In a recent Australian study, the more time people spent sitting in front of the TV, the more their risk of dying over the next six years went up.
The most likely reason for this isn't the TV, it's the sitting. Societal changes have meant that many people spend more time sitting than they used to. They spend a large portion of the day shifting from the chair in front of the TV to the chair in the car to the chair in front of the computer. And many people have jobs that are mostly spent sitting. The human body is designed for more movement than that.
Each daily hour spent in front of the TV increased a person's risk of death by 11% and of death from CV disease by 18%.
This isn't even about exercise; it's about incidental, non−sweaty activity that involves moving, bending and stretching. This helps keep the blood circulating and the muscles from losing tone. People do less of this now than they did in the past.
Over the course of the study, people who watched four or more hours of TV daily had a 46% higher risk of death and an 80% higher risk of death from cardiovascular disease than people who watched less than two hours of TV daily. Each daily hour spent in front of the TV increased a person's risk of death by 11% and of death from CV disease by 18%.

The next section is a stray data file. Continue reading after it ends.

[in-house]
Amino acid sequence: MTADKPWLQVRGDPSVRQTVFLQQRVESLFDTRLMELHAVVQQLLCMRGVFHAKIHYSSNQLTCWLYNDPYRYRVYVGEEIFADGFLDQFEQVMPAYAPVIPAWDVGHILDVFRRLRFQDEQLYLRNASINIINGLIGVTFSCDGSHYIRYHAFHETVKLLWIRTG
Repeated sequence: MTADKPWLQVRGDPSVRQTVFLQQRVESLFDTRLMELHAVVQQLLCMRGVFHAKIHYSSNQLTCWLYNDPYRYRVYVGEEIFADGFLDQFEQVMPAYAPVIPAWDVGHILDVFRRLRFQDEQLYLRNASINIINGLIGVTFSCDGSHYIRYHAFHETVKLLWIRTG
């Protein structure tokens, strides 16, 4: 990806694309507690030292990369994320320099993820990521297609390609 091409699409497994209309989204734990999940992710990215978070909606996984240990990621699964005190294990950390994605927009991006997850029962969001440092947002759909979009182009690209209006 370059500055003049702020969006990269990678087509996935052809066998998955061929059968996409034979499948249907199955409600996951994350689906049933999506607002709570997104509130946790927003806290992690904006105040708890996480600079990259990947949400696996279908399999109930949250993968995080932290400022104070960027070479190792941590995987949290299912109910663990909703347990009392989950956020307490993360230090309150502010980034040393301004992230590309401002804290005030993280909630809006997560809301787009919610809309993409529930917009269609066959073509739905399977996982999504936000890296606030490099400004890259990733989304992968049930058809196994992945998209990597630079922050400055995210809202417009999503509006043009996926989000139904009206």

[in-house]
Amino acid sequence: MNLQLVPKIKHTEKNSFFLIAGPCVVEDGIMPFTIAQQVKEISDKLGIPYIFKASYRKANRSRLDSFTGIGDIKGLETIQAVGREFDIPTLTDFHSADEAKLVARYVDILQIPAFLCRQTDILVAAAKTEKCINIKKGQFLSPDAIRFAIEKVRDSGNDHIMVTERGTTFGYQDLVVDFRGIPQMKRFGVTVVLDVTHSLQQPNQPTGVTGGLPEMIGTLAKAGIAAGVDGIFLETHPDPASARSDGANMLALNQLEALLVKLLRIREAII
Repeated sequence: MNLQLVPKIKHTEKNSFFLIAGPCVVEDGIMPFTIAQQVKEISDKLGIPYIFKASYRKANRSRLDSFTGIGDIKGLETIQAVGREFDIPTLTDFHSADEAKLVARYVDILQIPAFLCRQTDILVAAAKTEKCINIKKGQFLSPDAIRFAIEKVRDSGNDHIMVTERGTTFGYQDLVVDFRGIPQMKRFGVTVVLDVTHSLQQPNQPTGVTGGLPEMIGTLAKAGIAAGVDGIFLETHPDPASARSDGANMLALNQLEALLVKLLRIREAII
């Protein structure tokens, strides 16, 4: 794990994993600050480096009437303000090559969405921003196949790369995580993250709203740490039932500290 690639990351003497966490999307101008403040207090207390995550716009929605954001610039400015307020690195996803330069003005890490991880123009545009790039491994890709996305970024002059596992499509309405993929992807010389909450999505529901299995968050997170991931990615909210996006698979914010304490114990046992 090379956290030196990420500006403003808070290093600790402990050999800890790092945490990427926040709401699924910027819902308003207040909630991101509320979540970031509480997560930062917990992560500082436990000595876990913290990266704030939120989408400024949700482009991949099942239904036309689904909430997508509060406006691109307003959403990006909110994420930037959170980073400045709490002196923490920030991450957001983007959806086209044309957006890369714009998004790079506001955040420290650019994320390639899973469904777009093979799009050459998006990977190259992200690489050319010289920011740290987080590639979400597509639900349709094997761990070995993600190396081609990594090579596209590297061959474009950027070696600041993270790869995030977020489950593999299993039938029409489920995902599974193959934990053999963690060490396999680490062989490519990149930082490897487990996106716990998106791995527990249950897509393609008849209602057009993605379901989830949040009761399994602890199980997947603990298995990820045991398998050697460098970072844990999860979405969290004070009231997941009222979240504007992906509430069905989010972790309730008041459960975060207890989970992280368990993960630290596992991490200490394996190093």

The study was performed on 8,800 adults aged 25 and older. They were enrolled from 1999−2000 and followed through 2006. People with a history of cardiovascular disease were excluded. Participants reported their TV watching habits of the previous week and were placed into three groups: those who watched under two hours daily, those who watched between two and four hours and those who watched over four hours. During the course of the study, there were 286 deaths, 87 from cardiovascular disease.
The study message is simple: too much sitting is bad for you. People who do a lot of sitting should make every effort to move around more. At work, short breaks spent walking around every hour are helpful; at home, almost anything you can think of is better for you than just sitting around.
The results of the study were published online ahead of print on January 11, 2010 and will appear in a future issue of the journal Circulation.